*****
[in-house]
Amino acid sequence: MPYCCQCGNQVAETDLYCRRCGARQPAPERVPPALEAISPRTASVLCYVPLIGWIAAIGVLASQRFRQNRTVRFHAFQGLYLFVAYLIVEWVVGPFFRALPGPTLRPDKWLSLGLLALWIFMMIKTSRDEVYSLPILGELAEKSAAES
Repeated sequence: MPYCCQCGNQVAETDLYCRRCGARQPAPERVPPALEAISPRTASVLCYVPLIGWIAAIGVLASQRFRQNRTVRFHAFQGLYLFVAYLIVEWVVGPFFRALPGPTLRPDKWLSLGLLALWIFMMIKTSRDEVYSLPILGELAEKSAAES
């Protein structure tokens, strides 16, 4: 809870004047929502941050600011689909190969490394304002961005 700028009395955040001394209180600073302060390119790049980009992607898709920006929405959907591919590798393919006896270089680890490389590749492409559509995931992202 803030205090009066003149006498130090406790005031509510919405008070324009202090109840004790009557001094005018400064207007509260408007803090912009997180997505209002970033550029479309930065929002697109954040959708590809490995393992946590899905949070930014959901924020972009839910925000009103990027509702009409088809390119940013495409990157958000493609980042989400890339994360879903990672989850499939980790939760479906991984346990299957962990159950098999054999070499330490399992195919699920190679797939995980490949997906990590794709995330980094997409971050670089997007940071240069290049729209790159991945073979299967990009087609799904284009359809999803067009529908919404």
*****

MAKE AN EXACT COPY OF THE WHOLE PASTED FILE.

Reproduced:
[in-house]
Amino acid sequence: MPYCCQCGNQVAETDLYCRRCGARQPAPERVPPALEAISPRTASVLCYVPLIGWIAAIGVLASQRFRQNRTVRFHAFQGLYLFVAYLIVEWVVGPFFRALPGPTLRPDKWLSLGLLALWIFMMIKTSRDEVYSLPILGELAEKSAAES
Repeated sequence: MPYCCQCGNQVAETDLYCRRCGARQPAPERVPPALEAISPRTASVLCYVPLIGWIAAIGVLASQRFRQNRTVRFHAFQGLYLFVAYLIVEWVVGPFFRALPGPTLRPDKWLSLGLLALWIFMMIKTSRDEVYSLPILGELAEKSAAES
């Protein structure tokens, strides 16, 4: 809870004047929502941050600011689909190969490394304002961005 700028009395955040001394209180600073302060390119790049980009992607898709920006929405959907591919590798393919006896270089680890490389590749492409559509995931992202 803030205090009066003149006498130090406790005031509510919405008070324009202090109840004790009557001094005018400064207007509260408007803090912009997180997505209002970033550029479309930065929002697109954040959708590809490995393992946590899905949070930014959901924020972009839910925000009103990027509702009409088809390119940013495409990157958000493609980042989400890339994360879903990672989850499939980790939760479906991984346990299957962990159950098999054999070499330490399992195919699920190679797939995980490949997906990590794709995330980094997409971050670089997007940071240069290049729209790159991945073979299967990009087609799904284009359809999803067009529908919404």